This vegan tuna macaroni salad is a veg-friendly take on the original potluck summer favorite. Unlike other vegan tuna salads, this one isn’t made with beans. Nope! Not a bean in sight. And no jackfruit either! Instead, a secret vegetable ingredient (helped along by a simple technique) creates the most perfect un-tuna taste and texture. Keep reading to find out what it is!
As I sat down to write this post, it dawned on me that it’s been ages since I’ve offered much in the way of a life update.
Part of this is due to the fact that it’s summer and we’ve simply been doing leisurely summery things. Meaning nothing too crazy or exciting to report on.
The weekends have been filled with sidewalk chalk, bubbles, and bike rides. We invested in one of those baby bike trailer things so that we could tow Sloane around. Cycling with it is no joke. Dan and I have to take turns hauling it (because one’s hamstrings can only endure so much BURN).
The other reason for my lack of life chit-chat here is because I’ve been spending a good chunk of each work week researching and writing for a platform I co-run—The Good Space. If you follow me on Instagram, then you’ve probably seen me mention it there.
Long story short, a fellow blogger (and friend) Francesca and I started The Good Space to bring our shared love for all things self-help and spiritual into the world in a way that’s digestible, fun, and practicable.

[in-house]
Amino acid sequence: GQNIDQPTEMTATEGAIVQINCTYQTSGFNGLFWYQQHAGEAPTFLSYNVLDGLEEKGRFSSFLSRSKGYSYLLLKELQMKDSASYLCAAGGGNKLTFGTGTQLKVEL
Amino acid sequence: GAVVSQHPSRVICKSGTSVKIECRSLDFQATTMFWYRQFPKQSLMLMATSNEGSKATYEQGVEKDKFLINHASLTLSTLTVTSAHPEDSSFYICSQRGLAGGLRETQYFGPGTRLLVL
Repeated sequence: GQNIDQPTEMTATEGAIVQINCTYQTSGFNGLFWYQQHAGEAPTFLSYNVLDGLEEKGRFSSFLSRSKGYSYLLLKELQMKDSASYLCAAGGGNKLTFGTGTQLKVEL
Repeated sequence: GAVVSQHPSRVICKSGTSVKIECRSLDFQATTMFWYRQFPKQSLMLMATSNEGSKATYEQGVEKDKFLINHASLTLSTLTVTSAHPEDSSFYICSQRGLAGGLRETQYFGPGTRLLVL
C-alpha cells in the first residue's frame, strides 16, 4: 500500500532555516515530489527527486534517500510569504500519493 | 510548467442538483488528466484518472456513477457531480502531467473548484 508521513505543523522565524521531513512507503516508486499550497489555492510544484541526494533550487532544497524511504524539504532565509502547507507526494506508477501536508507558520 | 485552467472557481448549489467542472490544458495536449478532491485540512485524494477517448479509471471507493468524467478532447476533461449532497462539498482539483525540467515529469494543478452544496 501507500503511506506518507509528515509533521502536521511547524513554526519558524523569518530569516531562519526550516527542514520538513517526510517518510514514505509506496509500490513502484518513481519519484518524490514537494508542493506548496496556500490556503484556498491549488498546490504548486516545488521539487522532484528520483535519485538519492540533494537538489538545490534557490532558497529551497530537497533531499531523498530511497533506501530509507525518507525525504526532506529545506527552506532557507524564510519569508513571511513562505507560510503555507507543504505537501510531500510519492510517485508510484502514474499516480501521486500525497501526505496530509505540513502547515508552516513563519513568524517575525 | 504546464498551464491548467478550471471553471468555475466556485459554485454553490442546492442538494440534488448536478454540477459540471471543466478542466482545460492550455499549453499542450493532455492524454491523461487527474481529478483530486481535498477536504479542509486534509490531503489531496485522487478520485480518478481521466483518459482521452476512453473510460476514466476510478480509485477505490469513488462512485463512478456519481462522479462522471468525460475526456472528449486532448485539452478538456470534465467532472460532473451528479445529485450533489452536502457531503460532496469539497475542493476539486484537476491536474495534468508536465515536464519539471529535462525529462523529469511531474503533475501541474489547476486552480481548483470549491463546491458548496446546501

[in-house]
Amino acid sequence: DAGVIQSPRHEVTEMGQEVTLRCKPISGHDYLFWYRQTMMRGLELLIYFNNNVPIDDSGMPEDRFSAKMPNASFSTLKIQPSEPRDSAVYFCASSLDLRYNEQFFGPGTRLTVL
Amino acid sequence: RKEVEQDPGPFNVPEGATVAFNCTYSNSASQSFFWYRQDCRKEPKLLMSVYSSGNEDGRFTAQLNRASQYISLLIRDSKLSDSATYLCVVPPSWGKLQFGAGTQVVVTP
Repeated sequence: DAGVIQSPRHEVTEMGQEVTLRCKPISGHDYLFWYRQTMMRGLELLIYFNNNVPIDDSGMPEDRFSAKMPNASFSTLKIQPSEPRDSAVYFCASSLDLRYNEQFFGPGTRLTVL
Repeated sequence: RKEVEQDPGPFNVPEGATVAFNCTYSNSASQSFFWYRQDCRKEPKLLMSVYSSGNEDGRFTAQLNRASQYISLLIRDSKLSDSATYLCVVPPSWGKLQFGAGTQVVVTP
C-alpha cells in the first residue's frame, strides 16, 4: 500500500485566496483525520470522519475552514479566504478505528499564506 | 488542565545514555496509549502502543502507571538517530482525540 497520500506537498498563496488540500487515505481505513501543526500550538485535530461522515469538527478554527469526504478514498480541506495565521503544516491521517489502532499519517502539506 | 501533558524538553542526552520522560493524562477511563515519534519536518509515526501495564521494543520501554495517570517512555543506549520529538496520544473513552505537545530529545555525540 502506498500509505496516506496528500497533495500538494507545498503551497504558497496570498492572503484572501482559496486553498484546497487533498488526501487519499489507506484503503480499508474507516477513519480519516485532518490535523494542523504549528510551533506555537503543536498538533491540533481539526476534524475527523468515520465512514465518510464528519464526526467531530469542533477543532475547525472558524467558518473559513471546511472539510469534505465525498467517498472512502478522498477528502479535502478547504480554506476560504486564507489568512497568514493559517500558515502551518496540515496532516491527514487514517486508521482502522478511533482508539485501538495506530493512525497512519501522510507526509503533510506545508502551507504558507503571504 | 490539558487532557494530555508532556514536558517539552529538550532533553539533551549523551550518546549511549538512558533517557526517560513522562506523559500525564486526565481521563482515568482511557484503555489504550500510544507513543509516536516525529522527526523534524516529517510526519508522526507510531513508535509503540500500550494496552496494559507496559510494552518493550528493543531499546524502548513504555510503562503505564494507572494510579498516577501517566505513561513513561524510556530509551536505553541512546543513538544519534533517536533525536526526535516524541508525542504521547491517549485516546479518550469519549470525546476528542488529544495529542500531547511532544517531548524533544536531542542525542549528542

Every month, we explore a new theme—fyi, this month’s theme is all about the ego—and send out weekly email newsletters to break down each topic. We dive deep while also aiming to keep the information actionable and grounded.
(If this ↑ resonates with you and you’d like to signup to receive The Good Space’s weekly newsletters, you can do so here.)
Exploring, investigating, and writing about the intersection of psychology and spirituality is something I’ve become increasingly passionate about over the years.
And yet the time I spend in the kitchen creating recipes remains near and dear to my heart, too.
It’s the balance of both that’s offered so much fulfillment lately.
Long story (not very) short: I feel so very lucky to be able to hold space for both of these creative endeavors.
Thanks for everything you’ve done to support me and this site throughout the years. I truly would not be able to do this work—that I love so much—without you.
And speaking of work that I love, it’s recipes like this one that keep me so excited to create and share.
This un-tuna macaroni salad is going to wow you.
And that statement holds true whether you’ve been craving the “original” tuna macaroni salad since going vegan or you’re simply looking for a way to make this classic recipe in a more eco-friendly manner.
Unlike other vegan “tuna” salads, this one is totally bean-free. And no, the secret ingredient isn’t jackfruit.
Are you ready to be amazed? The “tuna” in this “un-tuna” macaroni salad is made from…
I came up with this un-tuna trick years ago and haven’t repurposed it nearly enough.
And although it’s been a long while since I’ve had actual tuna, I’m confident this plant-based swap could go undetected by non-vegans.
To make it, you’ll boil 12 ounces of elbow pasta (use gluten-free if needed) until tender.
Next, pulse two cans of artichoke hearts in a food processor. Just a handful of pulses will get the job done.